The health insurance marketplaces opened more than a week ago, and consumers are still having trouble setting up accounts and signing up for coverage.
And it seems officials were warned ahead of time that the main portal – HealthCare.gov – had technical problems, reports The Washington Post’s Juliet Eilperin, Amy Goldstein and Sandhya Somashekhar. Officials have said that 8.6 million unique visitors had logged on in the first three days the site went live and that up to 250,000 were on at one time.
White House strategist David Simas told The Post: “This is a question of volume and demand exceeding anything that people anticipated. I am confident people are working through these issues. . . . It is steady improvement.”
Washington Post tech policy reporter Timothy E. Lee explains why the health care exchanges were created and why they are plagued with technical problems.
Lee writes in The Switch that what it comes down to is a lot of traffic for a system that’s operating on a tight deadline and a tighter budget.
“Last week was probably one of the highest-traffic weeks the site will ever experience, and Web sites often discover unexpected problems during their first big traffic spikes,” Lee writes. “Early users of Twitter remember the ‘fail whales’ that popped up regularly on the site as Twitter struggled to accommodate surging demand.”
Lee added that since the rush is over servers might be able to handle the traffic. But if the system is flawed, the interruptions may persist.
Okay, the numbers were high – much higher than officials expected -- but this was too important not to be as prepared as possible for launch.
Given all the criticism about the health care exchanges, the administration needs to fix the portal — and soon.
Color of Money Question of the Week
I want to hear about your experiences trying to get onto your state marketplace site or HealthCare.gov. Here’s the Color of Money Question of the Week: What’s been your experience trying to access the health care exchange? Send your responses to firstname.lastname@example.org. Put “Marketplace Meltdown” in the subject line and include your full name, city and state.
Furloughed Federal Employees Filing for Unemployment
Thousands of federal employees affected by the government shutdown have applied for unemployment benefits, reports The Post’s Luz Lazo.
Across the country, federal workers are trying to bridge the gap in their finances while waiting to be able to get back to work. In the District of Columbia, 9,000 furloughed federal employees applied for unemployment benefits. In Maryland, 14,000 claims have been filed.
The House has passed legislation to provide back pay to the roughly 800,000 federal workers furloughed because of the budgetary deadlock, The Post’s Eric Yoder reports. Similar legislation is pending in the Senate.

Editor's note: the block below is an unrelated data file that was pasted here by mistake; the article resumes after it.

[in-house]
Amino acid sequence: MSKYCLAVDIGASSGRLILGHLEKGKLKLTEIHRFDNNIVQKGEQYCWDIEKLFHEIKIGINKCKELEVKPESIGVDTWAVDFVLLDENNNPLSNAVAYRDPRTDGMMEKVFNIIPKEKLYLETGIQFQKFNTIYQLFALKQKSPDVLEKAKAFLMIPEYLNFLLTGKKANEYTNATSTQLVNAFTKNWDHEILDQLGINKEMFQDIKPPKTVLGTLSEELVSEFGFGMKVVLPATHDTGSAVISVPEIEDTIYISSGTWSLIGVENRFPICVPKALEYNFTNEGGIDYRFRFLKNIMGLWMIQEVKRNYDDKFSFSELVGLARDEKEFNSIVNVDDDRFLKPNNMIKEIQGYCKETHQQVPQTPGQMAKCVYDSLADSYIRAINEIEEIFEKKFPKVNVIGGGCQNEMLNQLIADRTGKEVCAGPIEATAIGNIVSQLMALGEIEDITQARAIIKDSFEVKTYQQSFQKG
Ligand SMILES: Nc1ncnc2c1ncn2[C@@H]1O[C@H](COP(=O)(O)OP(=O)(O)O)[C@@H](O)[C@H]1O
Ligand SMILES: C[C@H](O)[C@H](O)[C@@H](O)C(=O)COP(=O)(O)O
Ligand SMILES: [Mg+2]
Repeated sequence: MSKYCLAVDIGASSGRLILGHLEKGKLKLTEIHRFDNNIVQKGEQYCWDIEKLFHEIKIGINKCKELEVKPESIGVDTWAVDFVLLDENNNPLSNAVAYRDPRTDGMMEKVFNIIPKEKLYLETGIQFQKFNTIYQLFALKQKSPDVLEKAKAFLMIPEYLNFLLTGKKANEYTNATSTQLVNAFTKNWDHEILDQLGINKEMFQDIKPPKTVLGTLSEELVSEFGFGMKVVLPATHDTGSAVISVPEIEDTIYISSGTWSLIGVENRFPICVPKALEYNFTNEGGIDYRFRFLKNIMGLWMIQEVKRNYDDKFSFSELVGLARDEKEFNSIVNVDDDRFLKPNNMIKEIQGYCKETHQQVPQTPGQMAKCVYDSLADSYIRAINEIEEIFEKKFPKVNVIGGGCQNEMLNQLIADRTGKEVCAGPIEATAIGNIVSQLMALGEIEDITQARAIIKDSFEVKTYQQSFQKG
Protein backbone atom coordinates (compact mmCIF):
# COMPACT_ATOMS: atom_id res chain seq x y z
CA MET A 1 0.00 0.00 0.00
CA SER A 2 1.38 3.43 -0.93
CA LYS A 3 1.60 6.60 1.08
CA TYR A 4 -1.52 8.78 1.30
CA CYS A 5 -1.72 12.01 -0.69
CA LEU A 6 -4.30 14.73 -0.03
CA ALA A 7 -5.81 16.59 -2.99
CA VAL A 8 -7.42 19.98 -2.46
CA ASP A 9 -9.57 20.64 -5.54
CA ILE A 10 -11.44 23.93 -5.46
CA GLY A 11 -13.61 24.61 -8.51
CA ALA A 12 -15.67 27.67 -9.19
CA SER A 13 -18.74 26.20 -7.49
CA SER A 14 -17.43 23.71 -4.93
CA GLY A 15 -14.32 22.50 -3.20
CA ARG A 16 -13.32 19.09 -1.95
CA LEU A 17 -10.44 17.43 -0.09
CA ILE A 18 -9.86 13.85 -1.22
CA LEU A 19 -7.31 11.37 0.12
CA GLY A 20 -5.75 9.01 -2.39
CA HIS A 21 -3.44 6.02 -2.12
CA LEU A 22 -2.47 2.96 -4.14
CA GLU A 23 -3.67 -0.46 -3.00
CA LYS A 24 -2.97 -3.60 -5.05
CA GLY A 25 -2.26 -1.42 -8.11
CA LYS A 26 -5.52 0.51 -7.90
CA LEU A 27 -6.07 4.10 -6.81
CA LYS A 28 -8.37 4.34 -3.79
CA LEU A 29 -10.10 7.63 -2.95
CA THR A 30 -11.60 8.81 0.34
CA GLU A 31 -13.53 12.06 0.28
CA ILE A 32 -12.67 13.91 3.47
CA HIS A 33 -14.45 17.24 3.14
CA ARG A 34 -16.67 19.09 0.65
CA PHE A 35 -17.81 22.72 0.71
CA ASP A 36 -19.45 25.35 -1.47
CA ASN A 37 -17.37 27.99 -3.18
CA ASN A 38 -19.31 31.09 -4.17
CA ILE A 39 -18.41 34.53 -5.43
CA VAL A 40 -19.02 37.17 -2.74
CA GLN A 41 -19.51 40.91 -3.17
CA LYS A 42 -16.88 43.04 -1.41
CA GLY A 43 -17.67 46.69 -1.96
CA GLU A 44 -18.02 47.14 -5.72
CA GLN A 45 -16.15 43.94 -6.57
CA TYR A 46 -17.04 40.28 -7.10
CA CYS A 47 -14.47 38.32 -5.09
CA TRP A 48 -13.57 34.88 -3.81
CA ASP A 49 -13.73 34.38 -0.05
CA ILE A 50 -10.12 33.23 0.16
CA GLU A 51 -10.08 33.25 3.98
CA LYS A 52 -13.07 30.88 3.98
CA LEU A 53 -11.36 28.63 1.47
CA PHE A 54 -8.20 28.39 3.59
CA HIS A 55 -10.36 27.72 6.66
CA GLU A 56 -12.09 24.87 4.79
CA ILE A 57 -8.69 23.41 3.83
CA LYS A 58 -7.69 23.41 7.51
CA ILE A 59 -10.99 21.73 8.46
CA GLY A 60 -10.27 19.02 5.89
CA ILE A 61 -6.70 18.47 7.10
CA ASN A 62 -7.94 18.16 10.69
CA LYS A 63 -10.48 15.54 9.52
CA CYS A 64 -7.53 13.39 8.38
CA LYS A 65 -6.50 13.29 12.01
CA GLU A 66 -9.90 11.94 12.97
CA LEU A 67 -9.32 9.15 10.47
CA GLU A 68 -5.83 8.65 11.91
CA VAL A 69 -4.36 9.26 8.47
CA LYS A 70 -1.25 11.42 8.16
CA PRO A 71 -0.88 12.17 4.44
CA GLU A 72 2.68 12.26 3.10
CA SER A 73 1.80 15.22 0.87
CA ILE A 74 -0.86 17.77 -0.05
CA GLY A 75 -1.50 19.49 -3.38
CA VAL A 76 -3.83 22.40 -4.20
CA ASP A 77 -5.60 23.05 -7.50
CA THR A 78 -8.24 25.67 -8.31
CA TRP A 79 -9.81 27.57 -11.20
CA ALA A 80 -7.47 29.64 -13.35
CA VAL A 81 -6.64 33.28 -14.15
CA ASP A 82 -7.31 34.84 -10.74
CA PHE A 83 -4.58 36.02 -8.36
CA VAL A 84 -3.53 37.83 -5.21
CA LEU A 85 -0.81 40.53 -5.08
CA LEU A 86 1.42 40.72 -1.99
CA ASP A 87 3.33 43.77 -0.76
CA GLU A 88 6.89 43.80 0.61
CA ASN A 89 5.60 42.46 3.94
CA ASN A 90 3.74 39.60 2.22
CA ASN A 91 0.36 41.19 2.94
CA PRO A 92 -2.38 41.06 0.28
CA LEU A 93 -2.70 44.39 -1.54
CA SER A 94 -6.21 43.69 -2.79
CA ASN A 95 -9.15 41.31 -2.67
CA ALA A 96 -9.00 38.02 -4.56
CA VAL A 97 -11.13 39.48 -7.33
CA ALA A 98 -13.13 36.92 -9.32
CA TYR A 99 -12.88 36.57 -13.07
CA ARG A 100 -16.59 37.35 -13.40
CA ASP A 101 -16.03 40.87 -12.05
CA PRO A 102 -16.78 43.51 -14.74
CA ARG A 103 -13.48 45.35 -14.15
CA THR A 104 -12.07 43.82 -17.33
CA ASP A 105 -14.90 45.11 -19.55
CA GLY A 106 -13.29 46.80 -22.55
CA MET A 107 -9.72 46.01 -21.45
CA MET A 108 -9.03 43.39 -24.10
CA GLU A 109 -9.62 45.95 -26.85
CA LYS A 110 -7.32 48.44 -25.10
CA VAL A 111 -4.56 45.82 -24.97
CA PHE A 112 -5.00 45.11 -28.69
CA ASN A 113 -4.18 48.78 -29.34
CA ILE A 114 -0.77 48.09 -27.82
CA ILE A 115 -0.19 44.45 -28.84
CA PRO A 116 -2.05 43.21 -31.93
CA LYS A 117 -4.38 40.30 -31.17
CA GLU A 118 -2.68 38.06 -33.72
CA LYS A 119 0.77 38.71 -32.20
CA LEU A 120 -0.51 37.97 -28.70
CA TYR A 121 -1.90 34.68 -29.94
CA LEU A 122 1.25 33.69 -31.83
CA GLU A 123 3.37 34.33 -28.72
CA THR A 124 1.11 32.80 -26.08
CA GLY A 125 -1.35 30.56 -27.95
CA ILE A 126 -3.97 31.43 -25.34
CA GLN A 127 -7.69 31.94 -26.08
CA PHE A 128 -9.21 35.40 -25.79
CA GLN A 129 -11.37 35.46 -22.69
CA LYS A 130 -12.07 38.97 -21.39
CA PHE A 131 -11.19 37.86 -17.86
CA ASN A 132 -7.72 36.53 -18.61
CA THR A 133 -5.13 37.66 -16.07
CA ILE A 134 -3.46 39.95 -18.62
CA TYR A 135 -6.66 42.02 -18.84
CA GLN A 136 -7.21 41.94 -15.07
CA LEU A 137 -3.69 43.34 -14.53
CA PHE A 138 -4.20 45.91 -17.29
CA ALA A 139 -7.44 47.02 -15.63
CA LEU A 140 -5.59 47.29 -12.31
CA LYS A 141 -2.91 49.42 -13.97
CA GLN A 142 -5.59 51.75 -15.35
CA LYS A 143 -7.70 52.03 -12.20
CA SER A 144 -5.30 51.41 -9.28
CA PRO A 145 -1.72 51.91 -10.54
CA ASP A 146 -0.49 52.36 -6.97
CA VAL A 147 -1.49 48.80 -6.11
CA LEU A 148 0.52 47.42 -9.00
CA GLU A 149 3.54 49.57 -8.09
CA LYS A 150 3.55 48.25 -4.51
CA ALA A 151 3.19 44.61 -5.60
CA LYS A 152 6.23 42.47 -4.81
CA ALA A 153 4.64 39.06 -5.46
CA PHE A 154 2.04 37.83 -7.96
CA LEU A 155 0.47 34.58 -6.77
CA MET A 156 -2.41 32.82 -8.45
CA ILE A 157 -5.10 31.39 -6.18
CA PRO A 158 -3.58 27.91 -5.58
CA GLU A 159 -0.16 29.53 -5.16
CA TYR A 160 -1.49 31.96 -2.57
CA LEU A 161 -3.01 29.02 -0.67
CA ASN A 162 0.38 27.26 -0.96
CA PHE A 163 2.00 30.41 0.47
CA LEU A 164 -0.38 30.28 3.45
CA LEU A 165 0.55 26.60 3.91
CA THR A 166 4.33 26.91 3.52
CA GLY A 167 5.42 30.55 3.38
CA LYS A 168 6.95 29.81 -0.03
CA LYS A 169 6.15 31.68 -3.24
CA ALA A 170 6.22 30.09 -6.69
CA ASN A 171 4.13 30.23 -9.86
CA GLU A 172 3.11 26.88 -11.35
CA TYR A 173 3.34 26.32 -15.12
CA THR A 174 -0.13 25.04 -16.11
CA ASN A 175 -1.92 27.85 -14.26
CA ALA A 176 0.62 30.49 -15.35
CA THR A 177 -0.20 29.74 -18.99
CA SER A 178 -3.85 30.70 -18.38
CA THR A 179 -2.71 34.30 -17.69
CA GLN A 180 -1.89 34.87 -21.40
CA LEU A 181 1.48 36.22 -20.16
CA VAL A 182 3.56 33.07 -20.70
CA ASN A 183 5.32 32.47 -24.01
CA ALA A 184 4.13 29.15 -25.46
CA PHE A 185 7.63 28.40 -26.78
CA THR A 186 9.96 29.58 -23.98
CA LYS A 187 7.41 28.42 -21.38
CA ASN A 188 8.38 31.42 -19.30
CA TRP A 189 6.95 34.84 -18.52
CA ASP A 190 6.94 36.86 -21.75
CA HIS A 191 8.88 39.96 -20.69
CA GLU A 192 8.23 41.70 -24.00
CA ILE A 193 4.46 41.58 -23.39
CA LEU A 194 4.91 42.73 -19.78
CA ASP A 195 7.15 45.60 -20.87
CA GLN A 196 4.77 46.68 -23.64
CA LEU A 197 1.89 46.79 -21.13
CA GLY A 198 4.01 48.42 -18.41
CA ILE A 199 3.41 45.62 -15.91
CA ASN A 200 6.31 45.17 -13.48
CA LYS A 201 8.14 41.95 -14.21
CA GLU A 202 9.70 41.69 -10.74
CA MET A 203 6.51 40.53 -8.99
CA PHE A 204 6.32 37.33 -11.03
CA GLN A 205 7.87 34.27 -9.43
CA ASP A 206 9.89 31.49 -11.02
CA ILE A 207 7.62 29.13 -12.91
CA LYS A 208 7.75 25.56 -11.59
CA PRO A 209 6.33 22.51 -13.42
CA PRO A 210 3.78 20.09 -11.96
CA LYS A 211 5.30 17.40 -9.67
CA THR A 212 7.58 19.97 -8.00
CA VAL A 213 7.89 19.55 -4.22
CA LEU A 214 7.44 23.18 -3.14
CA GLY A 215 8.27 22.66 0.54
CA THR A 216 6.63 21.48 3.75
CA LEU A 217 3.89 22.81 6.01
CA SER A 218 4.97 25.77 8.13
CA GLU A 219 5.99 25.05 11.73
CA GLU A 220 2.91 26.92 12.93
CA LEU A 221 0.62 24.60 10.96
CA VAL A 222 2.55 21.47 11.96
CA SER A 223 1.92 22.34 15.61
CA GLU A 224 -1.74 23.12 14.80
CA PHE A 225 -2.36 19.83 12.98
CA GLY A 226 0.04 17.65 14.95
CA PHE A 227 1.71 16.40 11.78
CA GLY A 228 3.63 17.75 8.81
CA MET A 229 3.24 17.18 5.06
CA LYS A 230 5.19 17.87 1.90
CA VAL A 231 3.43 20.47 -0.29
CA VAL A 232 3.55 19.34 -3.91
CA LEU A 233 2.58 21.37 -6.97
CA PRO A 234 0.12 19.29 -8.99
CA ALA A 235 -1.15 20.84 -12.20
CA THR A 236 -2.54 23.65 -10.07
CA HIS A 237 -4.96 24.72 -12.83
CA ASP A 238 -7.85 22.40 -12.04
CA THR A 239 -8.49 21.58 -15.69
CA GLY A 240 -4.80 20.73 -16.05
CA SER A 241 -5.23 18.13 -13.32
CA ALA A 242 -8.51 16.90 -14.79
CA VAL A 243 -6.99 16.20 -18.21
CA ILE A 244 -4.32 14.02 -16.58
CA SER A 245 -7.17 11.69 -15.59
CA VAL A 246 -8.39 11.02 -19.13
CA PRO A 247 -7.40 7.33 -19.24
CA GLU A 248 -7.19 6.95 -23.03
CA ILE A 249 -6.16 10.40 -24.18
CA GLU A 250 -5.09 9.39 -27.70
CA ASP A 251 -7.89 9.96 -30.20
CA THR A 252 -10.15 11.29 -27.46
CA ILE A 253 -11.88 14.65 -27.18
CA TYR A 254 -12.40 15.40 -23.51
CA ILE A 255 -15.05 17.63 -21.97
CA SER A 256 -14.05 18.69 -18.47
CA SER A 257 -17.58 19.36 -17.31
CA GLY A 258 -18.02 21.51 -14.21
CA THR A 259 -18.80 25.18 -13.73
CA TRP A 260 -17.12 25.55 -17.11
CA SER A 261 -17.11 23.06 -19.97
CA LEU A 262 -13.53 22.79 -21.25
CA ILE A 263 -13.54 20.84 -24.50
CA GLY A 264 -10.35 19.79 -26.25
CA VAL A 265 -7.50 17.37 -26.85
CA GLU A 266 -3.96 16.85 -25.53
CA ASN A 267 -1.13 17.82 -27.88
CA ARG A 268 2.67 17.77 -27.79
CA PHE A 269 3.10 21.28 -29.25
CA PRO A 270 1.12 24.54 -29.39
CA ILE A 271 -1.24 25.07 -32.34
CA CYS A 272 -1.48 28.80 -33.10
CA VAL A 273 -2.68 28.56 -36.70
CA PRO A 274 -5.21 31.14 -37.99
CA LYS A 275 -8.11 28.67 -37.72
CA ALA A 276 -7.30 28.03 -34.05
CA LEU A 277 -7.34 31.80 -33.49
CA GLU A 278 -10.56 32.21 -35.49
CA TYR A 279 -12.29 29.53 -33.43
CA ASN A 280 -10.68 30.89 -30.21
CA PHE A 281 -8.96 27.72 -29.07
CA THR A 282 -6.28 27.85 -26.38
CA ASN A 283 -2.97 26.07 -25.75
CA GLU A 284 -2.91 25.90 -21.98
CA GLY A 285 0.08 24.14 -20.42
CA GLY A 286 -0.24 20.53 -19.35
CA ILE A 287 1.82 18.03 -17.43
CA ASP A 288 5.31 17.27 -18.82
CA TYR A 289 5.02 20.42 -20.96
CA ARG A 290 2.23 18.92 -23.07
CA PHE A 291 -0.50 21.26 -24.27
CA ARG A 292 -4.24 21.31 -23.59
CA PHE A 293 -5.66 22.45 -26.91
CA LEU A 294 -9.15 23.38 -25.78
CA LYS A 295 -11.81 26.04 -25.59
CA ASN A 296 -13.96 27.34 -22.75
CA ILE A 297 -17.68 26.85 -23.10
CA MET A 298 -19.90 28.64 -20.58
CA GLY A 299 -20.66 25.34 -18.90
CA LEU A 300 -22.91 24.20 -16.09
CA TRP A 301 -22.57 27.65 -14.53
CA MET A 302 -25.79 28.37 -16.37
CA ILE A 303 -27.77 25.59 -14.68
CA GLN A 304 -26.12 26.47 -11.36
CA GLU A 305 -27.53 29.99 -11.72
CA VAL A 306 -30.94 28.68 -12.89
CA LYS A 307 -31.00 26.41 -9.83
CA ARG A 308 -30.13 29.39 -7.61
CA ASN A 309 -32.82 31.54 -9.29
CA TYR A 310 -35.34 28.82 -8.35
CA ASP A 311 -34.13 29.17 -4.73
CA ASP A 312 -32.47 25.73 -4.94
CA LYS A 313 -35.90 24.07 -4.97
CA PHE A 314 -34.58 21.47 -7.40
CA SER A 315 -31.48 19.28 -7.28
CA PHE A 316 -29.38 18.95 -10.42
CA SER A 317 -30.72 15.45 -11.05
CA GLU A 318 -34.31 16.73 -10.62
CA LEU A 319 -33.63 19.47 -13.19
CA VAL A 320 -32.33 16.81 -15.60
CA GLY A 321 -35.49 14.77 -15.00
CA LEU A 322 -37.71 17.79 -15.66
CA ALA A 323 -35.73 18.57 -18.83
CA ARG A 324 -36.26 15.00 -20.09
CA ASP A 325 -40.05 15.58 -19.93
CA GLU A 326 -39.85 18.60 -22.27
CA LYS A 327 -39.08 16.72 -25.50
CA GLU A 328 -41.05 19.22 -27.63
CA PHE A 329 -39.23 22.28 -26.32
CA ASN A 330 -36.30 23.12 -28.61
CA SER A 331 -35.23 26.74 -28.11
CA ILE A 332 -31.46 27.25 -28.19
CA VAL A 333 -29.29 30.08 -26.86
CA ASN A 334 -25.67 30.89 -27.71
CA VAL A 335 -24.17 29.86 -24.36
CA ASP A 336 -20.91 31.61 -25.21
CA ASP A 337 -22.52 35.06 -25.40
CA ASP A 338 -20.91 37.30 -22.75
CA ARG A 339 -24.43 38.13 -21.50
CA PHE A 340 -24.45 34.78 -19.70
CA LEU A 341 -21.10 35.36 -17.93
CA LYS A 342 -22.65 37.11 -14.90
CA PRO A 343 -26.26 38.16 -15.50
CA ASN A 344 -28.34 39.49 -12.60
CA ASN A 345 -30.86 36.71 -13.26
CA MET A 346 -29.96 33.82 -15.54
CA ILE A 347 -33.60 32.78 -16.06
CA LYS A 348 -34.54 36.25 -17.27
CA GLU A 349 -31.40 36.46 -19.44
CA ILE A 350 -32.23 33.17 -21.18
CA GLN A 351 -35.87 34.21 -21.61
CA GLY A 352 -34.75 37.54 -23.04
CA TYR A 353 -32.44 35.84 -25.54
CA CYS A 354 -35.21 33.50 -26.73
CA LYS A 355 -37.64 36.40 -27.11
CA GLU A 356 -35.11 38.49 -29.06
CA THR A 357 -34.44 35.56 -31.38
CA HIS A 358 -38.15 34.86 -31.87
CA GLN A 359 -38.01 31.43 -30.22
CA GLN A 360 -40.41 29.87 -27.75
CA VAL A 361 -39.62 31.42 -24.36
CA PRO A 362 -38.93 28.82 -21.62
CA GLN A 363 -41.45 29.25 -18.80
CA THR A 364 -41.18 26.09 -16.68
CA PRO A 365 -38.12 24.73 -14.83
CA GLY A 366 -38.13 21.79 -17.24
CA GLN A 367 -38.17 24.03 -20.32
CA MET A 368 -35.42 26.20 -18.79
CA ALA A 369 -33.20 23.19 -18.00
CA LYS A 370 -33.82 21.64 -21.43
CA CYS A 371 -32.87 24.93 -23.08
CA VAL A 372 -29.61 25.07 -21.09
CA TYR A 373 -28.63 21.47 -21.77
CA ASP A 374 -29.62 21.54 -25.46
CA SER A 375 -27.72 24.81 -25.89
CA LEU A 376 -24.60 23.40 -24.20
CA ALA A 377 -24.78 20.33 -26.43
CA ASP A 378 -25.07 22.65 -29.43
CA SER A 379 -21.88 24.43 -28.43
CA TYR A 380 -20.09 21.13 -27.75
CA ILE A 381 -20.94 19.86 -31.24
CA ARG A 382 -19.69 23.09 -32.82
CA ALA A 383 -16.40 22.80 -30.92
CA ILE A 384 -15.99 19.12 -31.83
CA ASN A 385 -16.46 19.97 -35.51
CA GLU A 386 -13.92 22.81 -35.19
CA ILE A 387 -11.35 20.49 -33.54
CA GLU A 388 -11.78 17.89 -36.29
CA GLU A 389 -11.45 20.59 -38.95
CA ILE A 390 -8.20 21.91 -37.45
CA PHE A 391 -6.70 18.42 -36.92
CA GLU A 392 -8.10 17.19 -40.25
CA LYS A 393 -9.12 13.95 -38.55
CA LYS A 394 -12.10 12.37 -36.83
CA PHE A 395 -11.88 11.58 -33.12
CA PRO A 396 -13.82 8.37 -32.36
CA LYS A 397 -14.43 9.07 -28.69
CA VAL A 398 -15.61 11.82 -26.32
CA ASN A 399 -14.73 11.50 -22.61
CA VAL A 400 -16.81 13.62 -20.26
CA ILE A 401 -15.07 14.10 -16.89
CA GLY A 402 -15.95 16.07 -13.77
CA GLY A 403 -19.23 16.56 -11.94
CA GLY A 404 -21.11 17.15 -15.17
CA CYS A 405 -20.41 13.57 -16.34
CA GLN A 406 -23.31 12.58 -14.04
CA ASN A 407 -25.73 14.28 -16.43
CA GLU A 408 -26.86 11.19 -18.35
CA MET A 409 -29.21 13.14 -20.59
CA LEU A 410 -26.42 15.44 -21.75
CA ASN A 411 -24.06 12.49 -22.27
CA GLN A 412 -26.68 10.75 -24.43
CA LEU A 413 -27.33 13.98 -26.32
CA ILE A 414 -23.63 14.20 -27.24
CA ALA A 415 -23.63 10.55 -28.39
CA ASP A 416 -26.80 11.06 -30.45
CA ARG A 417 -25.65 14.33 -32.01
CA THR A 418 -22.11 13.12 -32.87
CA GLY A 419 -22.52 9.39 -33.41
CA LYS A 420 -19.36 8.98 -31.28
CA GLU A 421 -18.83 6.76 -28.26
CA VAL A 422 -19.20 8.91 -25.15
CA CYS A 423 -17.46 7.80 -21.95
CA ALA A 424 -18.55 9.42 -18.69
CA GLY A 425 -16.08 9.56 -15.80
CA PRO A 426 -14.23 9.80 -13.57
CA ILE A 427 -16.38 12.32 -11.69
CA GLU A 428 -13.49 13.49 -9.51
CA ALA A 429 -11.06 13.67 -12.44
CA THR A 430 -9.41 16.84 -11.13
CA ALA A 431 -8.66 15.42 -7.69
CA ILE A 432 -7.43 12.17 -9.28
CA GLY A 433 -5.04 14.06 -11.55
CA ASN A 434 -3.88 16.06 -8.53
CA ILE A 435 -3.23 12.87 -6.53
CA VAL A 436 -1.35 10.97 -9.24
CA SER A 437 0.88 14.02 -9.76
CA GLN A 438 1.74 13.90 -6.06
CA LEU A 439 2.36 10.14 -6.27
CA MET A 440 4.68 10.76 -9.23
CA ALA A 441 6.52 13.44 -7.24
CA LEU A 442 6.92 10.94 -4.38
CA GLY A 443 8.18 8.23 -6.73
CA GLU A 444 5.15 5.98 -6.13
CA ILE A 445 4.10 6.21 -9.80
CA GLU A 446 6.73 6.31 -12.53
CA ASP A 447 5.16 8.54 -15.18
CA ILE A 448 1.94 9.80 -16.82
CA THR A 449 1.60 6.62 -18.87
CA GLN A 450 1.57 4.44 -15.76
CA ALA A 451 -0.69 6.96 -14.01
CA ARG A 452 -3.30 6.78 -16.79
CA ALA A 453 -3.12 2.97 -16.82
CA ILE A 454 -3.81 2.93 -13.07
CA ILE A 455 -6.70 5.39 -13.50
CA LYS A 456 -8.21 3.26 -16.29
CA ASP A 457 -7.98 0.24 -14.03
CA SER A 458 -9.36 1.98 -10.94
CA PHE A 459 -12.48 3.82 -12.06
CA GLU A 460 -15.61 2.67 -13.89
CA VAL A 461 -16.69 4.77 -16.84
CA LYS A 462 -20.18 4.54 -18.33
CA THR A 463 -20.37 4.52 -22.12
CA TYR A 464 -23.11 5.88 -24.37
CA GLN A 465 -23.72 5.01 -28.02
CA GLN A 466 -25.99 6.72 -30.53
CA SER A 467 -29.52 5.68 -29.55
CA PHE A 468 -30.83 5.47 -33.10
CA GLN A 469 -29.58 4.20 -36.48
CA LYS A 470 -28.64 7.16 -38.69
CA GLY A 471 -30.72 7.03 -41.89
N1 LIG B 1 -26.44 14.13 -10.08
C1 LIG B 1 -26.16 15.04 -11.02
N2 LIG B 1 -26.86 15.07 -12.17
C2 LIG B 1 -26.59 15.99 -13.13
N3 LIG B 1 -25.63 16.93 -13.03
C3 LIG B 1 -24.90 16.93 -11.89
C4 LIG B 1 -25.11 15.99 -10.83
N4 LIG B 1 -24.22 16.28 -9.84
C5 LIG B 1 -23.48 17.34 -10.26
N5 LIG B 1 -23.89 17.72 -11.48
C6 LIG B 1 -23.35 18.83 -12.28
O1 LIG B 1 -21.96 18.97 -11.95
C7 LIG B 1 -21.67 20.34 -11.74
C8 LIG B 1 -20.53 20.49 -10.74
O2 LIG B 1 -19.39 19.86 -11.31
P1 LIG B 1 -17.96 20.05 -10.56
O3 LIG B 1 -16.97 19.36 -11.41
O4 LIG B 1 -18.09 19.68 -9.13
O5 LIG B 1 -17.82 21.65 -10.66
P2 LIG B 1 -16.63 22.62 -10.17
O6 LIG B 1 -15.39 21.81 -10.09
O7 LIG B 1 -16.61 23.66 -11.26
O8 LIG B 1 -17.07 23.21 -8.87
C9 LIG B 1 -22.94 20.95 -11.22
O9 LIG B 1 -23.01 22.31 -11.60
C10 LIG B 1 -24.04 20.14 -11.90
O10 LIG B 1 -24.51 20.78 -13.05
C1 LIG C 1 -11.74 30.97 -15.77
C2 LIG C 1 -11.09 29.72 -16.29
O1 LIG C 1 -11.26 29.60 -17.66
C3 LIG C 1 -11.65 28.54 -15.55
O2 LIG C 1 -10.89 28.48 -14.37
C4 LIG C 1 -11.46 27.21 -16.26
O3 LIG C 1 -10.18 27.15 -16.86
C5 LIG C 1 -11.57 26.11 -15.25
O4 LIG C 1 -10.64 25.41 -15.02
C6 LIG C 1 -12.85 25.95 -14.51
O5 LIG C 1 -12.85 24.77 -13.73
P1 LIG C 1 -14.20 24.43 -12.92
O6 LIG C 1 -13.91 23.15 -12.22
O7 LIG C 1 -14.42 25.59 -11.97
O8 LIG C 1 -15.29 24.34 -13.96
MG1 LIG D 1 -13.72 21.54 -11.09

The Labor Department has issued a fact sheet for federal employees considering applying for unemployment benefits. But if workers who have received unemployment aid get back pay they will have to repay the unemployment benefits they received during the shutdown.
On Tuesday, President Obama said he supported back pay for workers. “That’s how we’ve always done it,” he said referring to past government shutdowns.
Live Online Chat Friday
This week’s Color of Money Live online discussion will be on Friday, Oct. 11, at 11 a.m. ET.
Join me to talk about the government shutdown and the health-care marketplaces or to ask a personal finance question.
If you can’t join me live, you can send in your questions before the chat.
The Fallout from the Shutdown
Here’s a roundup of some stories about the federal shutdown:
Some Lawmakers Refuse Their Pay
For last week’s Color of Money Question, I asked: “What do you think of the lawmakers refusing to take their paychecks during the shutdown?”
Since Monday, more than 200 lawmakers have said they will donate or forgo their pay during the government shutdown, reports The Washington Post’s Wonkblog.
Reader B renda Taylor of Berkeley, Calif., writes: “I believe the lawmakers, both Republicans and Democrats, should obviously refuse to accept their paychecks, since this was their fault for not coming to an agreement before the shutdown date. As a Democrat, I never blamed the Republicans, but both parties are now at fault in this matter.”
Karen Brousseau of Honolulu says: “When lawmakers cause a shutdown, the only ethical thing to do is to refuse pay or donate their own pay to those in need. This is not rocket science.”
Estella Banuelos of Chula Vista, Calif., explains how she’s been affected by the showdown over the shutdown: “I’ve been a civil servant for 30 years and have raised and supported my two sons with this career (as a single, one-income mother), and I’m stressed with knowing I won’t make my rent and pay my bills the month of October 2013, unless I’m back at work serving my country and given back pay.”
Tia Lewis contributed to this report.
Readers may write to Michelle Singletary at The Washington Post, 1150 15th St. NW, Washington, D.C., 20071, or email@example.com. Personal responses may not be possible, and comments or questions may be used in a future column, with the writer’s name, unless otherwise requested. To read previous Color of Money columns, go to www.postbusiness.com.